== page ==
I do think one's diet has an impact on athletic performance



    easily achieved with McDonald's and Coke.

    furthermore, ways of eating that maximise athletic performance can themselves be at the detriment of one's overall health and longevity, so it's still not "healthy eating" that goes along with sport. It's eating for performance, not "health".
    Wait no hang on a second.

    You cannot achieve high performance OR good health by eating McDonalds on a regular basis. McDonalds will severely impact your ability to make gains in any respective field (Endurance or Strength).
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    I don't really buy into the whole corporations are out to get us bull****. As far as I'm concerned, you have a choice as to whether or not to be influenced by adverts. If you want to go to Mcdonalds, then do so, we are all aware of the health risks. But don't try and blame it on the advertisements.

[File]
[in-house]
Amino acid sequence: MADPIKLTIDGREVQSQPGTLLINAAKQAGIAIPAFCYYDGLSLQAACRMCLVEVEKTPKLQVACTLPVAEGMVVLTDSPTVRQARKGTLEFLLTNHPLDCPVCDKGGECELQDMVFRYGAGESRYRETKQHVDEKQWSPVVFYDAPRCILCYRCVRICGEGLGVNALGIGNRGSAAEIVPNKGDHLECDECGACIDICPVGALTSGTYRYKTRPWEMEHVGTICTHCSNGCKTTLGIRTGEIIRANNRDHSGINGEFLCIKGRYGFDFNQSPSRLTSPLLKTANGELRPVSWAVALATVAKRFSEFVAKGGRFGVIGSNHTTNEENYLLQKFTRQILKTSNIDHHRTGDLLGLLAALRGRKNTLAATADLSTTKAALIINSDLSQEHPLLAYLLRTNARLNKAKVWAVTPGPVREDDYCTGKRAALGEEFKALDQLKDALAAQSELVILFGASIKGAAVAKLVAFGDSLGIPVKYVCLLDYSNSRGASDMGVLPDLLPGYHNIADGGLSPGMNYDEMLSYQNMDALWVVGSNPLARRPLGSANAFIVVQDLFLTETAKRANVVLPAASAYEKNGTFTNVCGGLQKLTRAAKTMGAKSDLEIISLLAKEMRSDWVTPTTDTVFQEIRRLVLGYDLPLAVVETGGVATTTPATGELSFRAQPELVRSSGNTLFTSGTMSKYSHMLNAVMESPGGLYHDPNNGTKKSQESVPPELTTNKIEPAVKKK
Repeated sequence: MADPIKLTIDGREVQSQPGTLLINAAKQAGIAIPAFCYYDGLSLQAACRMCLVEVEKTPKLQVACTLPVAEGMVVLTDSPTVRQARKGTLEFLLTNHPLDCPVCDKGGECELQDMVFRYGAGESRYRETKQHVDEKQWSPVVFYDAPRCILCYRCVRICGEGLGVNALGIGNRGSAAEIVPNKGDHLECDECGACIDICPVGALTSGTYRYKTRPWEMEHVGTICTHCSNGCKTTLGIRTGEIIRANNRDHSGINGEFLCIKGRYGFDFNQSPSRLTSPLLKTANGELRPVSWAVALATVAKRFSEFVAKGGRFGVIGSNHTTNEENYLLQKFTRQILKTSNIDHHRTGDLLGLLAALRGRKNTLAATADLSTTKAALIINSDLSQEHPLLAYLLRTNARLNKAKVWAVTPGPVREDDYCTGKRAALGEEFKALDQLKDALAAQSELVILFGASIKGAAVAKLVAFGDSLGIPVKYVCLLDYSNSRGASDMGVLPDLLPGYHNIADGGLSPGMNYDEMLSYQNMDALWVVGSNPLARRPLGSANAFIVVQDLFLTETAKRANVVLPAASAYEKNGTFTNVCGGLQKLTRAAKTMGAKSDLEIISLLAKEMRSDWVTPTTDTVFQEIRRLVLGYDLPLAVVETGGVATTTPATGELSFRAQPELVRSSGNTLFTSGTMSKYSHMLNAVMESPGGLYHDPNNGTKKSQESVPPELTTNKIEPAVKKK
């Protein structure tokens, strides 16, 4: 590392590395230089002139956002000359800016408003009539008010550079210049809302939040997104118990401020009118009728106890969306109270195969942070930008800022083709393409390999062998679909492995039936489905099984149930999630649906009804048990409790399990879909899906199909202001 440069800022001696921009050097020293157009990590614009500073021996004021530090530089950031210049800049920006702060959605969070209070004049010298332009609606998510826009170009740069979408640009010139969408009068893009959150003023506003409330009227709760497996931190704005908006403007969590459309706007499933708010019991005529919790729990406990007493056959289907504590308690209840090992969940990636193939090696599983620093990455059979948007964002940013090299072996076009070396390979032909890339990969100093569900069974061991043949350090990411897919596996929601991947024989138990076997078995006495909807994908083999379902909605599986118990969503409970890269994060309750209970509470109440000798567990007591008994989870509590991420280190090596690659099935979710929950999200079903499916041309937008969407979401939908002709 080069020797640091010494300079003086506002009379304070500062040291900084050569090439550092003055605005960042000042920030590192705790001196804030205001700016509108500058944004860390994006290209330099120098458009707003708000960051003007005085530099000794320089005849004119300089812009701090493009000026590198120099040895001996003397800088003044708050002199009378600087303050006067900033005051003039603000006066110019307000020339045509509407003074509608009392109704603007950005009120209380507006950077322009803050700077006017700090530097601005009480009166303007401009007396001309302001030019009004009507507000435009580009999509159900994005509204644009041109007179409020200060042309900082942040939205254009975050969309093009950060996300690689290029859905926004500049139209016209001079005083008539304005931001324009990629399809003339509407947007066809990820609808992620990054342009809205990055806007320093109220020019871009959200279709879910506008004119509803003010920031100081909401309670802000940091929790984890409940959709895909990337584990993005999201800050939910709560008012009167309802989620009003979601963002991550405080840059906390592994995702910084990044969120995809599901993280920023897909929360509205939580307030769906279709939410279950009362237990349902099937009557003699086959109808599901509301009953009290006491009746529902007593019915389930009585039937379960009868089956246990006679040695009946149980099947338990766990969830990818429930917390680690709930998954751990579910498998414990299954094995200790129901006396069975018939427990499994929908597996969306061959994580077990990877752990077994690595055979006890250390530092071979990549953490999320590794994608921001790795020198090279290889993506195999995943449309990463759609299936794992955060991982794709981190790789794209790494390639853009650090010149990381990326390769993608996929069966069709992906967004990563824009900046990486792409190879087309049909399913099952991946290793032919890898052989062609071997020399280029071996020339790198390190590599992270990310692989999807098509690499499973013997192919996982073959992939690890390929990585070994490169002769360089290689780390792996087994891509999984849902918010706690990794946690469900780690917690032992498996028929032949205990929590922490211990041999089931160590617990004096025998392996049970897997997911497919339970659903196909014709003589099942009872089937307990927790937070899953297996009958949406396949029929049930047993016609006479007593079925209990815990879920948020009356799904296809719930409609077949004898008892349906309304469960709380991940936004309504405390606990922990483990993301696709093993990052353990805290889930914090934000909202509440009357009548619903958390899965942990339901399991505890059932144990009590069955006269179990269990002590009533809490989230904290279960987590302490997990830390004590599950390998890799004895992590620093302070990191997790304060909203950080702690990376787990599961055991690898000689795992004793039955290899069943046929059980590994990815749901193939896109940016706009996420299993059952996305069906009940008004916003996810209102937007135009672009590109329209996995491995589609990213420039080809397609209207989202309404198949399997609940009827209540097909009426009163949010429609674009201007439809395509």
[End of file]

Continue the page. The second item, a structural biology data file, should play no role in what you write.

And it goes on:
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    (Original post by mczakk)
    no worries

    there is a very good book about the business side of the games and the IOC, i read it a few years ago, think this is it
    http://bookshop.blackwell.co.uk/jsp/.../9780470838709
    Fantastic! This will be so useful! Thank you once again!
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    (Original post by Tootles)
    McDonalds don't make you eat there all the time; you do it yourself, of your own free will. The Coca-Cola Company don't make you drink it all the time; you do it out of your own free will.

    At the end of the day, those companies have made billions of pounds out of people, and the Olympics needs money to go ahead. Yes, it might pull people in to buy their Olympics promotional products, but there is nothing inherently unethical in sponsoring a sporting event when you have a lot of money.
    Thank you for this!
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    (Original post by Ocassus)